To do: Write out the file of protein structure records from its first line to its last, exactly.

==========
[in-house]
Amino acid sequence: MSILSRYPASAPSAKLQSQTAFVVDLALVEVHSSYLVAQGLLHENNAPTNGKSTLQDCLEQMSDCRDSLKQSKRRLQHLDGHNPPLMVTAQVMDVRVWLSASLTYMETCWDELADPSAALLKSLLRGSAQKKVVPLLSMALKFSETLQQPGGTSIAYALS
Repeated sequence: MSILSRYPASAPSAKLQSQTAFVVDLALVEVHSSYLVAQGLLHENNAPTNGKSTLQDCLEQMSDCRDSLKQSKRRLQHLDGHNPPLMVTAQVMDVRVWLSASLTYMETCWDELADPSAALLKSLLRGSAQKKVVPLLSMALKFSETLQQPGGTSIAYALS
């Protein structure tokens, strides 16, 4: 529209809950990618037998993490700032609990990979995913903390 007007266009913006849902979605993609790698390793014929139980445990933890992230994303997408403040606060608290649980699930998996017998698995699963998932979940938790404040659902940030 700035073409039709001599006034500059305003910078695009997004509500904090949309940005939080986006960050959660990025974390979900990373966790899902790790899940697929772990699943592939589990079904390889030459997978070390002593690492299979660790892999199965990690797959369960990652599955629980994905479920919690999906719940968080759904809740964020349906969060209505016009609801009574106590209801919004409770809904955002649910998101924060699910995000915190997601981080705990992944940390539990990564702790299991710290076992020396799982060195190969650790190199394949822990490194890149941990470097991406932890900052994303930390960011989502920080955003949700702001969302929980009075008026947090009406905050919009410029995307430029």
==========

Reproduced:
[in-house]
Amino acid sequence: MSILSRYPASAPSAKLQSQTAFVVDLALVEVHSSYLVAQGLLHENNAPTNGKSTLQDCLEQMSDCRDSLKQSKRRLQHLDGHNPPLMVTAQVMDVRVWLSASLTYMETCWDELADPSAALLKSLLRGSAQKKVVPLLSMALKFSETLQQPGGTSIAYALS
Repeated sequence: MSILSRYPASAPSAKLQSQTAFVVDLALVEVHSSYLVAQGLLHENNAPTNGKSTLQDCLEQMSDCRDSLKQSKRRLQHLDGHNPPLMVTAQVMDVRVWLSASLTYMETCWDELADPSAALLKSLLRGSAQKKVVPLLSMALKFSETLQQPGGTSIAYALS
């Protein structure tokens, strides 16, 4: 529209809950990618037998993490700032609990990979995913903390 007007266009913006849902979605993609790698390793014929139980445990933890992230994303997408403040606060608290649980699930998996017998698995699963998932979940938790404040659902940030 700035073409039709001599006034500059305003910078695009997004509500904090949309940005939080986006960050959660990025974390979900990373966790899902790790899940697929772990699943592939589990079904390889030459997978070390002593690492299979660790892999199965990690797959369960990652599955629980994905479920919690999906719940968080759904809740964020349906969060209505016009609801009574106590209801919004409770809904955002649910998101924060699910995000915190997601981080705990992944940390539990990564702790299991710290076992020396799982060195190969650790190199394949822990490194890149941990470097991406932890900052994303930390960011989502920080955003949700702001969302929980009075008026947090009406905050919009410029995307430029």